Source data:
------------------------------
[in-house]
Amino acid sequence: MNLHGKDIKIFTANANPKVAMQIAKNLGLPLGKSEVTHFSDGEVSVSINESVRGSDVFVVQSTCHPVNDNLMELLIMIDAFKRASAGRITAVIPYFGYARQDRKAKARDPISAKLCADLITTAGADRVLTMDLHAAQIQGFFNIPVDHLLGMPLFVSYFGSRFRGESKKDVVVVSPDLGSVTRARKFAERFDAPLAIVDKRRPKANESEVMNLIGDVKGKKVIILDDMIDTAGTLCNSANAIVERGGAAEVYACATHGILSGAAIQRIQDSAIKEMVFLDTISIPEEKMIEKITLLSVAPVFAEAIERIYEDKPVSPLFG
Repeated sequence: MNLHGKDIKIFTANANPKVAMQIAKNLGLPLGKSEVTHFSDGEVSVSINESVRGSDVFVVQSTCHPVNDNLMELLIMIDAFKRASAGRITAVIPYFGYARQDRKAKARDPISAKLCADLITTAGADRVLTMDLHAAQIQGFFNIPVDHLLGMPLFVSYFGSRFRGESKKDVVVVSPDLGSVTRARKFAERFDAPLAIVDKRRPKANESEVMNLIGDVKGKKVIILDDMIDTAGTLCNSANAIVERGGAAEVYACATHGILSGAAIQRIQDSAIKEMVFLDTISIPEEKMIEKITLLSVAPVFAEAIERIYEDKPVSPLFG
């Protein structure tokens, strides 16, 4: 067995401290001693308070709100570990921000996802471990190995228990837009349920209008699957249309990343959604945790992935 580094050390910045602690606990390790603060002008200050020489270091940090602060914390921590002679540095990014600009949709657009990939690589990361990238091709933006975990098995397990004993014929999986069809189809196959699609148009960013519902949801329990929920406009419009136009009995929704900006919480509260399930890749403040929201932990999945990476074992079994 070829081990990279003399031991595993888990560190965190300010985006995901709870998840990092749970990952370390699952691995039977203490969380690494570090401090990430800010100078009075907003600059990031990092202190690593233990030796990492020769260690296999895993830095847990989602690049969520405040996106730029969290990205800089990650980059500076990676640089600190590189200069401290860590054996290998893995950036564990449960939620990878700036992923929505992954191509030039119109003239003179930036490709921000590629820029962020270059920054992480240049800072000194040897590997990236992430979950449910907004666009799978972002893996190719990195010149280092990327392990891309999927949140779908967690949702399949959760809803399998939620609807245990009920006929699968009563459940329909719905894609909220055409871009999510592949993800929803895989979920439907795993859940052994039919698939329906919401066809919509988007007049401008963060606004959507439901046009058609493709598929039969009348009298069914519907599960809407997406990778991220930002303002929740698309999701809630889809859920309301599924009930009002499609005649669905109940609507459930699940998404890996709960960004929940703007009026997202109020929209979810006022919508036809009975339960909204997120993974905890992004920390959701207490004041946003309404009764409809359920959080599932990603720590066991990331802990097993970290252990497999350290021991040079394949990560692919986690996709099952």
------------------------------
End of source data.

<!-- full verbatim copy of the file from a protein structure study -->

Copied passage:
[in-house]
Amino acid sequence: MNLHGKDIKIFTANANPKVAMQIAKNLGLPLGKSEVTHFSDGEVSVSINESVRGSDVFVVQSTCHPVNDNLMELLIMIDAFKRASAGRITAVIPYFGYARQDRKAKARDPISAKLCADLITTAGADRVLTMDLHAAQIQGFFNIPVDHLLGMPLFVSYFGSRFRGESKKDVVVVSPDLGSVTRARKFAERFDAPLAIVDKRRPKANESEVMNLIGDVKGKKVIILDDMIDTAGTLCNSANAIVERGGAAEVYACATHGILSGAAIQRIQDSAIKEMVFLDTISIPEEKMIEKITLLSVAPVFAEAIERIYEDKPVSPLFG
Repeated sequence: MNLHGKDIKIFTANANPKVAMQIAKNLGLPLGKSEVTHFSDGEVSVSINESVRGSDVFVVQSTCHPVNDNLMELLIMIDAFKRASAGRITAVIPYFGYARQDRKAKARDPISAKLCADLITTAGADRVLTMDLHAAQIQGFFNIPVDHLLGMPLFVSYFGSRFRGESKKDVVVVSPDLGSVTRARKFAERFDAPLAIVDKRRPKANESEVMNLIGDVKGKKVIILDDMIDTAGTLCNSANAIVERGGAAEVYACATHGILSGAAIQRIQDSAIKEMVFLDTISIPEEKMIEKITLLSVAPVFAEAIERIYEDKPVSPLFG
């Protein structure tokens, strides 16, 4: 067995401290001693308070709100570990921000996802471990190995228990837009349920209008699957249309990343959604945790992935 580094050390910045602690606990390790603060002008200050020489270091940090602060914390921590002679540095990014600009949709657009990939690589990361990238091709933006975990098995397990004993014929999986069809189809196959699609148009960013519902949801329990929920406009419009136009009995929704900006919480509260399930890749403040929201932990999945990476074992079994 070829081990990279003399031991595993888990560190965190300010985006995901709870998840990092749970990952370390699952691995039977203490969380690494570090401090990430800010100078009075907003600059990031990092202190690593233990030796990492020769260690296999895993830095847990989602690049969520405040996106730029969290990205800089990650980059500076990676640089600190590189200069401290860590054996290998893995950036564990449960939620990878700036992923929505992954191509030039119109003239003179930036490709921000590629820029962020270059920054992480240049800072000194040897590997990236992430979950449910907004666009799978972002893996190719990195010149280092990327392990891309999927949140779908967690949702399949959760809803399998939620609807245990009920006929699968009563459940329909719905894609909220055409871009999510592949993800929803895989979920439907795993859940052994039919698939329906919401066809919509988007007049401008963060606004959507439901046009058609493709598929039969009348009298069914519907599960809407997406990778991220930002303002929740698309999701809630889809859920309301599924009930009002499609005649669905109940609507459930699940998404890996709960960004929940703007009026997202109020929209979810006022919508036809009975339960909204997120993974905890992004920390959701207490004041946003309404009764409809359920959080599932990603720590066991990331802990097993970290252990497999350290021991040079394949990560692919986690996709099952």